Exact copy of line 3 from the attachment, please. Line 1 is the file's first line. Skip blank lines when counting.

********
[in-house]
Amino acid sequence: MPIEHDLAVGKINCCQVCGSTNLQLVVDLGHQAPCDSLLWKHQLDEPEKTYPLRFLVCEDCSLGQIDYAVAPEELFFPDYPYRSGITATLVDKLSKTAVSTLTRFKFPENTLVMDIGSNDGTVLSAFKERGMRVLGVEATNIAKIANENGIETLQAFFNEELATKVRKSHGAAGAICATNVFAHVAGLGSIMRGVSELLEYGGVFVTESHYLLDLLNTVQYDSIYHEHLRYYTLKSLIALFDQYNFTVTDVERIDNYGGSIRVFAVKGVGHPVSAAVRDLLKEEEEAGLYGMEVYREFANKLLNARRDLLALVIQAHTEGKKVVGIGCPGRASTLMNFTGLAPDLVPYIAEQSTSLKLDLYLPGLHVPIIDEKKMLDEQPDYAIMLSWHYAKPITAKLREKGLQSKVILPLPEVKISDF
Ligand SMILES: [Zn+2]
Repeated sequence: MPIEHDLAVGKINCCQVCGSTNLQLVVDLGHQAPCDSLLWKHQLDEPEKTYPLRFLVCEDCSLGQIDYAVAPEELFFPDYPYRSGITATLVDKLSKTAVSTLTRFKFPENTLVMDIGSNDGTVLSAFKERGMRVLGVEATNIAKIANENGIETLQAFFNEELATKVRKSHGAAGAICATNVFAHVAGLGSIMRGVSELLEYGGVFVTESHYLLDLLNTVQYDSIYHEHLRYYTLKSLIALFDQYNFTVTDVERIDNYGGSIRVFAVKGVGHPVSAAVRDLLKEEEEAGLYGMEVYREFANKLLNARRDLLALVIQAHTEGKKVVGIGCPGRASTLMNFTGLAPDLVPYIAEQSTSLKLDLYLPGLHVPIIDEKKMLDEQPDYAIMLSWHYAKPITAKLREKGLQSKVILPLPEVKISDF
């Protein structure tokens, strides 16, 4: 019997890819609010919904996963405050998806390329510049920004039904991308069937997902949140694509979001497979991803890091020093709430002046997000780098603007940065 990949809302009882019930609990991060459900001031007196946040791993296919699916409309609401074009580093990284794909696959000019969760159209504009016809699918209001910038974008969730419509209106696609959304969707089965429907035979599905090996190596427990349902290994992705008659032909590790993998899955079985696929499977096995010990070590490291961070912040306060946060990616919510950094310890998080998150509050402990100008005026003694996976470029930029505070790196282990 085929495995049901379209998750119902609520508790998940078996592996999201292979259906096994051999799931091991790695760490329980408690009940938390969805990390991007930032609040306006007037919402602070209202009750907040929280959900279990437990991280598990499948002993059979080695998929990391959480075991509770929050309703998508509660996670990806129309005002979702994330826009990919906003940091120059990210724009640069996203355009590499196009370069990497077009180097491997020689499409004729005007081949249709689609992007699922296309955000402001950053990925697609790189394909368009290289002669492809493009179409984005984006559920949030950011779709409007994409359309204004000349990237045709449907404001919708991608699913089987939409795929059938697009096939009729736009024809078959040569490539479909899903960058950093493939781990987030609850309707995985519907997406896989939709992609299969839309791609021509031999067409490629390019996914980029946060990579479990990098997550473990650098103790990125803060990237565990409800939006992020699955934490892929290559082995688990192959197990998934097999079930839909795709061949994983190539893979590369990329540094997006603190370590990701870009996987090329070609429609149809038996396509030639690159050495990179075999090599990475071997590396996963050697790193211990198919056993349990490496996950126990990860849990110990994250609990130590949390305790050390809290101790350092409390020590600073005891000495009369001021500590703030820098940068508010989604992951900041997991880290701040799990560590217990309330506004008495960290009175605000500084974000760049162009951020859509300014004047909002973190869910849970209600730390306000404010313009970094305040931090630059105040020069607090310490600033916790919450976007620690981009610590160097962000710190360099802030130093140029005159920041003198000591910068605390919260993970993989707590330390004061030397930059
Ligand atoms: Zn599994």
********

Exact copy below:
Ligand SMILES: [Zn+2]